Her mission: to bring African books to a global audience
British publisher Mary Jay has devoted her professional life to promoting the publishing industry in Africa. She is a director of African Books Collective (ABC), a non-profit, worldwide marketing and distribution outlet for more than 180 African publishers from 24 countries.
Mary Jay has spent the past three decades promoting the works of African authors and academic scholars to a global audience. She sees a positive long-term trend for reading, writing and book publishing in Africa. In general, literacy in Africa has increased significantly over the past decades. The relative number of research papers published in scientific journals with at least one African author doubled from 1996 to 2012.
However, there are worries, not least when it comes to academic publishing. For example, a recent study of African university presses by non-profit publisher African Minds Trust highlights a low publishing rate and lack of technological advance.
“Less than 40 percent of the examined university presses published any titles at all over all of last year. Surprisingly many do not have ebook channels or online ordering systems. Few are active on Facebook and other social media,” says Mary Jay.
You can take a degree or master’s in African Studies without reading a single book published in Africa
The lack of a competitive publishing industry in Africa makes it difficult for African scholars to have their works published and their research findings disseminated. They turn to US and European publishing houses. That way African economies lose both work opportunities and intellectual property rights. But more importantly, according to Mary Jay, it undermines the free and independent voices of Africa and efforts to build a viable and relevant knowledge industry.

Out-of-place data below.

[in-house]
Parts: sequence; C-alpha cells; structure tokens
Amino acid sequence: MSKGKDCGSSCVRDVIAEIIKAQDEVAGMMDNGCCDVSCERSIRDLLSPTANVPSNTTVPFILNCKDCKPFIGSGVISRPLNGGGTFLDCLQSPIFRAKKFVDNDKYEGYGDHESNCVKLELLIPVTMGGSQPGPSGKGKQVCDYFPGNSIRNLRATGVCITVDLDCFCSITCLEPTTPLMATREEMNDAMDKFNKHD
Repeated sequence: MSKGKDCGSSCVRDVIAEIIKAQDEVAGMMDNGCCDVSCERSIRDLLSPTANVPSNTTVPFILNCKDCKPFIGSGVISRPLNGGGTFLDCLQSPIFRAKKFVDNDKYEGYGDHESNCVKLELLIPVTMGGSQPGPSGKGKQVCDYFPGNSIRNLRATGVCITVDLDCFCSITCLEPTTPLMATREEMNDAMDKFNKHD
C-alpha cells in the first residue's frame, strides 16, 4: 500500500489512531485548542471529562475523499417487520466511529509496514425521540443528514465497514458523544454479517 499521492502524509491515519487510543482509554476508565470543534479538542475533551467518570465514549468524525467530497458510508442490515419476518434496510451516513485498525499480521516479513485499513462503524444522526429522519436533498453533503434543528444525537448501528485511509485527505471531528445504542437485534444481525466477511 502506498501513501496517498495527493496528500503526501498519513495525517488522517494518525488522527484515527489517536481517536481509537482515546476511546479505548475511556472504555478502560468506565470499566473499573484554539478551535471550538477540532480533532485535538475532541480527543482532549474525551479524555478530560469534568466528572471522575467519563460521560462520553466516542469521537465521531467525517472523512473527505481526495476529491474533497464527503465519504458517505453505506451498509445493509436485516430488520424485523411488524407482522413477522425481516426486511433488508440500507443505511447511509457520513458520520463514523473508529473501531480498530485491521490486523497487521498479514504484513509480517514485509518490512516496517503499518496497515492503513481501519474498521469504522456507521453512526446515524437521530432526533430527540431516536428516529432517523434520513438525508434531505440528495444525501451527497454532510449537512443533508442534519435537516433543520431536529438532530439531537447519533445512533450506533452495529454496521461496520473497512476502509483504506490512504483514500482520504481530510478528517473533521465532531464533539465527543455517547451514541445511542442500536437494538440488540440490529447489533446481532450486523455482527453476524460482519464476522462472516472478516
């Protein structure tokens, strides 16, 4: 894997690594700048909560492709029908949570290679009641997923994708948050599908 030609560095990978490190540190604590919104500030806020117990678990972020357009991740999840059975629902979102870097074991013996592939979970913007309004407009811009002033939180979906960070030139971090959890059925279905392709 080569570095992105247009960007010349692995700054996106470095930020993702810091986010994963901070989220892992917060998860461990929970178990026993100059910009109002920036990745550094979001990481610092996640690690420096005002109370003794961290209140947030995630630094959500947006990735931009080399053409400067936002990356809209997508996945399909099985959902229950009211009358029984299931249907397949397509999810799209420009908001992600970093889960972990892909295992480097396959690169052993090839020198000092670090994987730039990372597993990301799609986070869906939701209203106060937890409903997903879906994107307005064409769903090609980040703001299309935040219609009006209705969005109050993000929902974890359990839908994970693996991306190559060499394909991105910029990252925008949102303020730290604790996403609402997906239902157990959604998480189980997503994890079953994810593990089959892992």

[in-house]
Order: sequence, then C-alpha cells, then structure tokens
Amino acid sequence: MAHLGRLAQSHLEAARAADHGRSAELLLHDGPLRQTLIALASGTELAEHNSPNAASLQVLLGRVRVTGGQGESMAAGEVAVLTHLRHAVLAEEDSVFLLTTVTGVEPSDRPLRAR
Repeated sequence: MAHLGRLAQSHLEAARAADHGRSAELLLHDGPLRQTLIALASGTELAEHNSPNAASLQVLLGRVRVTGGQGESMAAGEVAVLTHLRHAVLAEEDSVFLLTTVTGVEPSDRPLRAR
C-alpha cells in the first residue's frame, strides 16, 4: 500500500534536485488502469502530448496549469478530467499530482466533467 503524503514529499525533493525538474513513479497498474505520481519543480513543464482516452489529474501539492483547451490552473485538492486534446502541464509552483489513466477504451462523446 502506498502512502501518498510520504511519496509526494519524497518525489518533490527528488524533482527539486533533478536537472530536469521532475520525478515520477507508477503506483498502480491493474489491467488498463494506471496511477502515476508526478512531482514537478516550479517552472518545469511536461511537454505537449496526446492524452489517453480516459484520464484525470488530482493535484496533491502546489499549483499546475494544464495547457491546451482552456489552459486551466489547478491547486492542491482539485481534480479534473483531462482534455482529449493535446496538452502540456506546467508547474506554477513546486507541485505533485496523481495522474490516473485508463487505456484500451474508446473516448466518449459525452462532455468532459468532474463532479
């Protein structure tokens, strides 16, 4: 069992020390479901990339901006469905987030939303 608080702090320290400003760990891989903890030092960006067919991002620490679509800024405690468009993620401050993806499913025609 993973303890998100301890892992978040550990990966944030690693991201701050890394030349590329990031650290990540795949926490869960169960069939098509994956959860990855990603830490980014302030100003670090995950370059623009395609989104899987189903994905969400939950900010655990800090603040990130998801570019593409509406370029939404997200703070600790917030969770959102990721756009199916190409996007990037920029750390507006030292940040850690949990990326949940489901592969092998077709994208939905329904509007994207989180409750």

“Surprisingly few are aware of the importance of encouraging and supporting African publishing, even in the academic world of the Global North. Today in many UK universities, and probably elsewhere in the world as well, you can take a degree or master’s in African Studies without reading a single book published in Africa,” she says.
Corruption and misguided aid
In many African countries and regions, like so many other sectors the book market has also been infected by corruption and unfair competition, in some cases caused by big and powerful actors from the Global North. Mary Jay knows of at least two UK-based publishers that were sanctioned by the World Bank for corrupt practices in African markets. In 2011, Macmillan was fined for paying bribes for orders of educational books in South Sudan to win multimillion-pound publicly tendered contracts. In 2012, Oxford University Press was fined for bribing government officials, through its subsidiaries in Kenya and Tanzania, for contracts to supply school textbooks.
Paradoxically, development aid can also have negative effects. In some cases when big donor organisations send large quantities of books, often textbooks for educational purposes, they unwittingly kill the market for regional or local publishers and writers. The donor books are almost without exception published outside of Africa, and written by non-African authors.
“I believe it is vital that African children have access to books published from within their own cultures, books that relate to their own lives and experiences. It would be preferable for Northern donations to be in the form of budgets for purchase, rather than the expense of shipping container-loads of books, which are too often simply library or publisher overstocks,” Mary Jay argues.
Tax on books